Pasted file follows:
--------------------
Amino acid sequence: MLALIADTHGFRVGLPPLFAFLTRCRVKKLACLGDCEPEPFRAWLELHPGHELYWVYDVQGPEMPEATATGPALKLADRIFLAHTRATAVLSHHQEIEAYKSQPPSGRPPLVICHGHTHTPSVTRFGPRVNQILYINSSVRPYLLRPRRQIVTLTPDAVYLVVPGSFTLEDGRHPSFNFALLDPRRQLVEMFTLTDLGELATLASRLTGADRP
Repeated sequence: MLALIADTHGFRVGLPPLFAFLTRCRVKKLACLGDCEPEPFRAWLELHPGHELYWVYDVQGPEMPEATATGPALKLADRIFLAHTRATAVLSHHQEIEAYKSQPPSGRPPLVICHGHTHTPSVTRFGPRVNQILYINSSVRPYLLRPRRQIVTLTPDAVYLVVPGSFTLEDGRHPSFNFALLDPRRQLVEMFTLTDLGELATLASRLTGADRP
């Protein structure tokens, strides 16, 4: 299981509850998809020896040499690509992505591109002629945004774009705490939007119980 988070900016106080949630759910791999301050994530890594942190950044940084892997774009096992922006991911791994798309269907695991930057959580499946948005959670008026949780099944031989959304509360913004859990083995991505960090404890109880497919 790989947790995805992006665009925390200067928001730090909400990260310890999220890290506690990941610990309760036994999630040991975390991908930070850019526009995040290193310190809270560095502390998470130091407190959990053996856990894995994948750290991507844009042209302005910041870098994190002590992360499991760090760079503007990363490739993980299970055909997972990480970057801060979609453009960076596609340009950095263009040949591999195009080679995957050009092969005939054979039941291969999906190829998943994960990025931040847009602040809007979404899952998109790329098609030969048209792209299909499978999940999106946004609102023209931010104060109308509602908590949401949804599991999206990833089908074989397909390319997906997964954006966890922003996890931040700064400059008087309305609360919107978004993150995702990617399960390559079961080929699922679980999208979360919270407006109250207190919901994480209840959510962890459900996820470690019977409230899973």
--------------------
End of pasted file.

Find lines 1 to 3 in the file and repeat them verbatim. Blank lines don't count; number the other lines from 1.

Amino acid sequence: MLALIADTHGFRVGLPPLFAFLTRCRVKKLACLGDCEPEPFRAWLELHPGHELYWVYDVQGPEMPEATATGPALKLADRIFLAHTRATAVLSHHQEIEAYKSQPPSGRPPLVICHGHTHTPSVTRFGPRVNQILYINSSVRPYLLRPRRQIVTLTPDAVYLVVPGSFTLEDGRHPSFNFALLDPRRQLVEMFTLTDLGELATLASRLTGADRP
Repeated sequence: MLALIADTHGFRVGLPPLFAFLTRCRVKKLACLGDCEPEPFRAWLELHPGHELYWVYDVQGPEMPEATATGPALKLADRIFLAHTRATAVLSHHQEIEAYKSQPPSGRPPLVICHGHTHTPSVTRFGPRVNQILYINSSVRPYLLRPRRQIVTLTPDAVYLVVPGSFTLEDGRHPSFNFALLDPRRQLVEMFTLTDLGELATLASRLTGADRP
């Protein structure tokens, strides 16, 4: 299981509850998809020896040499690509992505591109002629945004774009705490939007119980 988070900016106080949630759910791999301050994530890594942190950044940084892997774009096992922006991911791994798309269907695991930057959580499946948005959670008026949780099944031989959304509360913004859990083995991505960090404890109880497919 790989947790995805992006665009925390200067928001730090909400990260310890999220890290506690990941610990309760036994999630040991975390991908930070850019526009995040290193310190809270560095502390998470130091407190959990053996856990894995994948750290991507844009042209302005910041870098994190002590992360499991760090760079503007990363490739993980299970055909997972990480970057801060979609453009960076596609340009950095263009040949591999195009080679995957050009092969005939054979039941291969999906190829998943994960990025931040847009602040809007979404899952998109790329098609030969048209792209299909499978999940999106946004609102023209931010104060109308509602908590949401949804599991999206990833089908074989397909390319997906997964954006966890922003996890931040700064400059008087309305609360919107978004993150995702990617399960390559079961080929699922679980999208979360919270407006109250207190919901994480209840959510962890459900996820470690019977409230899973």